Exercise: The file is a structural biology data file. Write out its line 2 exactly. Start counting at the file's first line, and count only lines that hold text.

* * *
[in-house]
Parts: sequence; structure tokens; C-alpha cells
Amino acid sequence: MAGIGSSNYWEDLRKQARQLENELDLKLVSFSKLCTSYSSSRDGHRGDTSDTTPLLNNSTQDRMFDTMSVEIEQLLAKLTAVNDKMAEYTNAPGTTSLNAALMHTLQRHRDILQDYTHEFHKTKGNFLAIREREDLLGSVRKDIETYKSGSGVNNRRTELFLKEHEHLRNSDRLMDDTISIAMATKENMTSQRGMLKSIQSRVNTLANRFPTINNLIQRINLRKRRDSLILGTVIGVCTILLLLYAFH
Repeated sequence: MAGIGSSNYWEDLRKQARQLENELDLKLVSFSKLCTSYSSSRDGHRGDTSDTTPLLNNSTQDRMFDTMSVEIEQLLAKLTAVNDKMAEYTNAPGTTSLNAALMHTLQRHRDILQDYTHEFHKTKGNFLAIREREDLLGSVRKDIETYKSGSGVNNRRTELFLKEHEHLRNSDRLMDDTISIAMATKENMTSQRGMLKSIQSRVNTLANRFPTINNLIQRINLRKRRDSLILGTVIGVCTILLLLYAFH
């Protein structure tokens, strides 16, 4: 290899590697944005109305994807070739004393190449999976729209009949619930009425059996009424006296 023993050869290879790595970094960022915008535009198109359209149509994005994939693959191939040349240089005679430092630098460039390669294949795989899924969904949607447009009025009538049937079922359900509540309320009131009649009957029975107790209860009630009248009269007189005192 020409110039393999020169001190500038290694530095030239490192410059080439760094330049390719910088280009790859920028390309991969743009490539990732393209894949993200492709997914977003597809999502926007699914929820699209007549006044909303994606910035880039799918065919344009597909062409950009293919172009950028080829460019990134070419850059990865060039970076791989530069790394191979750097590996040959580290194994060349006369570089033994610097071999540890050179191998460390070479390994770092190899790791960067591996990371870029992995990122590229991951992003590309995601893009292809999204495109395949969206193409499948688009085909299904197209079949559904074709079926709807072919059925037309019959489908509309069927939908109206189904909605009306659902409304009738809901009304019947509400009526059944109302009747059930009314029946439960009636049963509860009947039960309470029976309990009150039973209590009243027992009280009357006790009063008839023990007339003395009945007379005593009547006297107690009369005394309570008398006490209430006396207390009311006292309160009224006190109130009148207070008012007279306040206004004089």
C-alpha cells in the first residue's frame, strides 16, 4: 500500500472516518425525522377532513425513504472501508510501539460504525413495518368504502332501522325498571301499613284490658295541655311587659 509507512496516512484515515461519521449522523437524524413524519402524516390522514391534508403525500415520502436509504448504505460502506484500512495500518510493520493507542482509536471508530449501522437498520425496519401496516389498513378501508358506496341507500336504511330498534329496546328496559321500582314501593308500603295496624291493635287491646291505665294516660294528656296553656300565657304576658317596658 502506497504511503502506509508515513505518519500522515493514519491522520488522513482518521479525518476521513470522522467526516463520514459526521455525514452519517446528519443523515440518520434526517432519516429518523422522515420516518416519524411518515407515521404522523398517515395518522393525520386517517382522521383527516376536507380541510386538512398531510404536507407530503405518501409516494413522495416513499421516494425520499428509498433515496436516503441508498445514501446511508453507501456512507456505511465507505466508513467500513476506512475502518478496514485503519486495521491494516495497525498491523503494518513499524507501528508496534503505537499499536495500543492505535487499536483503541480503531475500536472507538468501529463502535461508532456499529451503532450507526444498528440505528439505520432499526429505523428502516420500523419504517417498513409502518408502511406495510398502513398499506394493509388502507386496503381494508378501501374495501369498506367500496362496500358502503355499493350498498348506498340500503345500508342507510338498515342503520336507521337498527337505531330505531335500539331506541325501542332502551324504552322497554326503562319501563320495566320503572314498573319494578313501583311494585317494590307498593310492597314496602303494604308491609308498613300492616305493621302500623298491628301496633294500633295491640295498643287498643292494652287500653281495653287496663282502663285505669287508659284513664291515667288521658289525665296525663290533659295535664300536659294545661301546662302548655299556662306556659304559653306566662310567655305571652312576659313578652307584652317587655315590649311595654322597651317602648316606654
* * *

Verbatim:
Parts: sequence; structure tokens; C-alpha cells